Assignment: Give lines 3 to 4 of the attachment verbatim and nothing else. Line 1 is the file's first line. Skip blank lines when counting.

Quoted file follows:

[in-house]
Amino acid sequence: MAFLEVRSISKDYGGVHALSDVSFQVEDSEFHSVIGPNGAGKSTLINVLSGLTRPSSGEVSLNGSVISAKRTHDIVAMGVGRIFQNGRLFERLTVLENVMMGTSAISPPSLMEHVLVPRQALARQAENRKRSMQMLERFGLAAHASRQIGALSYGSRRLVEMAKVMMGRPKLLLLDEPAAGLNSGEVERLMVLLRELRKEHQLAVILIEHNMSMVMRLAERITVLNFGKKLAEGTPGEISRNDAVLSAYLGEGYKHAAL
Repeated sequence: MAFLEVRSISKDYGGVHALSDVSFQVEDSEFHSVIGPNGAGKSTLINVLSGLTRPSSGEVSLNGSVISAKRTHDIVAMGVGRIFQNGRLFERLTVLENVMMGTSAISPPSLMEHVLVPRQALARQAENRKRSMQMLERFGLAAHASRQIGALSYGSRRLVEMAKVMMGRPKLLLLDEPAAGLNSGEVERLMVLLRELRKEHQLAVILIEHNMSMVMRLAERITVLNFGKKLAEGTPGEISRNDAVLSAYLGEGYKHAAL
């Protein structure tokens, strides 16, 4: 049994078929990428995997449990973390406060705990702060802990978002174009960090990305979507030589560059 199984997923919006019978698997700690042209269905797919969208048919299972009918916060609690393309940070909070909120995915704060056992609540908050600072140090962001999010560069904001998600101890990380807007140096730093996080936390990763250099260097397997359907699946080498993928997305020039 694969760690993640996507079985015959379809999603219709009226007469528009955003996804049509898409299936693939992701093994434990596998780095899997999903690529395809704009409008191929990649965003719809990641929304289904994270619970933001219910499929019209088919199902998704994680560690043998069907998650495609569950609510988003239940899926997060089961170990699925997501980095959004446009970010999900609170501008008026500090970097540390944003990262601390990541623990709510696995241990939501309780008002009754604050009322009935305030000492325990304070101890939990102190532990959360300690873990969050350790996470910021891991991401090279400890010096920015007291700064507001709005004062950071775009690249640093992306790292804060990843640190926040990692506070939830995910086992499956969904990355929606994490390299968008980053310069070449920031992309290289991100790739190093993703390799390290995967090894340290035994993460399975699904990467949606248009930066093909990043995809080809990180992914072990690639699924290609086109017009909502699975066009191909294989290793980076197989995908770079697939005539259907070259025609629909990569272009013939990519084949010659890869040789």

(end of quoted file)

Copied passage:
Repeated sequence: MAFLEVRSISKDYGGVHALSDVSFQVEDSEFHSVIGPNGAGKSTLINVLSGLTRPSSGEVSLNGSVISAKRTHDIVAMGVGRIFQNGRLFERLTVLENVMMGTSAISPPSLMEHVLVPRQALARQAENRKRSMQMLERFGLAAHASRQIGALSYGSRRLVEMAKVMMGRPKLLLLDEPAAGLNSGEVERLMVLLRELRKEHQLAVILIEHNMSMVMRLAERITVLNFGKKLAEGTPGEISRNDAVLSAYLGEGYKHAAL
């Protein structure tokens, strides 16, 4: 049994078929990428995997449990973390406060705990702060802990978002174009960090990305979507030589560059 199984997923919006019978698997700690042209269905797919969208048919299972009918916060609690393309940070909070909120995915704060056992609540908050600072140090962001999010560069904001998600101890990380807007140096730093996080936390990763250099260097397997359907699946080498993928997305020039 694969760690993640996507079985015959379809999603219709009226007469528009955003996804049509898409299936693939992701093994434990596998780095899997999903690529395809704009409008191929990649965003719809990641929304289904994270619970933001219910499929019209088919199902998704994680560690043998069907998650495609569950609510988003239940899926997060089961170990699925997501980095959004446009970010999900609170501008008026500090970097540390944003990262601390990541623990709510696995241990939501309780008002009754604050009322009935305030000492325990304070101890939990102190532990959360300690873990969050350790996470910021891991991401090279400890010096920015007291700064507001709005004062950071775009690249640093992306790292804060990843640190926040990692506070939830995910086992499956969904990355929606994490390299968008980053310069070449920031992309290289991100790739190093993703390799390290995967090894340290035994993460399975699904990467949606248009930066093909990043995809080809990180992914072990690639699924290609086109017009909502699975066009191909294989290793980076197989995908770079697939005539259907070259025609629909990569272009013939990519084949010659890869040789």